Laura Steinel’s directorial debut has its moments, but there just aren’t enough of them.
Existing in a parallel universe where violations of the employment law are exaggerated without consequence, Kate Stone (Taylor Schilling) is somehow a successful executive. She is a mid-level manager type in an undefined business with a vague purpose. On a daily basis, Kate insults and abuses those around her, as she ascends the corporate ladder. But this drive to steamroll over colleagues has taken its toll. Kate’s not even invited to office birthday celebrations.
One day, she gets a call from her brother (“Green Room’s” Eric Edelstein), begging her to look after his daughter while he and his wife (played by Allison Tolman) are away. Kate’s brother’s mother-in-law is being moved to hospice, he explains. And Kate doesn’t understand that that is a bad thing. Her level of insensitivity is epic.
Of course, Kate reluctantly takes the job, which involves dealing with a socially awkward 14-year-old girl named Maddie (Bryn Vale). Unknown to her parents, Maddie is more interested in karate than ballet. And when Kate picks her up from what should have been a ballet class, she finds Maddie practicing kicks under the instruction of Master Pete (Brian Tyree Henry). Pete’s a good soul, who relates to Maddie and is clearly a potential love interest for Kate.
The bland, ironically titled “Family” has a solid setup, but quickly loses its focus. The last third of the film is devoted to a romp through an Insane Clown Posse concert where the fans, who call themselves juggalos, are far more interesting and entertaining than Kate’s journey. Along the way, “Family” squanders talent, including Kate McKinnon as a nosey neighbor and Matt Walsh as a co-worker.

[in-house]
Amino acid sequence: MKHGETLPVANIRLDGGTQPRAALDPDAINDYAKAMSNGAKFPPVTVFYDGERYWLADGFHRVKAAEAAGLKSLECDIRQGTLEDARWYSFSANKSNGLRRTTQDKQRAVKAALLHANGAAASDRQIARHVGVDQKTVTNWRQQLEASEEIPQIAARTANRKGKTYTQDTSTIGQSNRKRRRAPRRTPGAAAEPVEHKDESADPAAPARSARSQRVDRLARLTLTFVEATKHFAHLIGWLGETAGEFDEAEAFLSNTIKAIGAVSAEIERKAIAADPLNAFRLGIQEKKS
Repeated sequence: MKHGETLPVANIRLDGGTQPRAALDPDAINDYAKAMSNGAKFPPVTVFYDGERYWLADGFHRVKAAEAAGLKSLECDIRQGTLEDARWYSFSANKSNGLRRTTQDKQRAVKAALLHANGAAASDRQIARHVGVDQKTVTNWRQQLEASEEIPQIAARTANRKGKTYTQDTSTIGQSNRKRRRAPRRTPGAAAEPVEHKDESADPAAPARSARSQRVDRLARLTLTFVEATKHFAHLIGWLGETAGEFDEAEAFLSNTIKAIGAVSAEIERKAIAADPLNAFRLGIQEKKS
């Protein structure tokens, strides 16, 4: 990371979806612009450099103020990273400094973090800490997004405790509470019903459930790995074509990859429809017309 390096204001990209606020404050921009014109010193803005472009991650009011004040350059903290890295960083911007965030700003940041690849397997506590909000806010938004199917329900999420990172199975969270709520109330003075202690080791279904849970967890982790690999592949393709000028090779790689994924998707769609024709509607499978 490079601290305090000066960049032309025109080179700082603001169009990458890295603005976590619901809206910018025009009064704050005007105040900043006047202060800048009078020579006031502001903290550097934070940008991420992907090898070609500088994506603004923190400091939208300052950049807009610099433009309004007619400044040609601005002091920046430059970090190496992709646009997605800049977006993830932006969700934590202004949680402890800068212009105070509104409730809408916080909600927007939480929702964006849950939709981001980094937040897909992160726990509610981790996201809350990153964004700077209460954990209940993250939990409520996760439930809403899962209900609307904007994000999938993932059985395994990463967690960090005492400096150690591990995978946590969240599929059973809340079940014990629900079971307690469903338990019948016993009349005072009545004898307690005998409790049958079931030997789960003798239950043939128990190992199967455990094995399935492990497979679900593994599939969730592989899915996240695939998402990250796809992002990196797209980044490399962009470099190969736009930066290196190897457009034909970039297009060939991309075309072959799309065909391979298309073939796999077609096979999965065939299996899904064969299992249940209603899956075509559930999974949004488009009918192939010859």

Steinel’s fast-moving script wants to combine the attitude of “Bad Santa” with a heart-warming, everything is going to be okay, ending. The final bit of sentimentality does not ring true and undercuts the edge that launched the movie. Steinel can’t settle on a tone, giving viewers a stale resolution that fails to strike a humorous or emotional chord.
“Orange is the New Black’s” Taylor Schilling is certainly up to the role, which is something akin to Charlize Theron’s character is Jason Reitman’s far better “Young Adult.” But as Kate, Schilling’s required to make huge personality shifts on-a-dime that aren’t credible. It’s as if writer/director Steinel doesn’t want to make a movie about a bad person who remains bad, but manages to do something right despite her personality foibles. Steinel should take a look at the work of director Alex Ross Perry (see “Her Smell” currently in theaters). There’s a market for telling stories about bad people, and Kate is as bad as they come.
To be fair, as a comedy, there are laughs here and there, and the entire juggalo subplot screamed out to be the focus of the entire film. But “Family” does not follow up on its potentially subversive, offbeat first third and loses its way.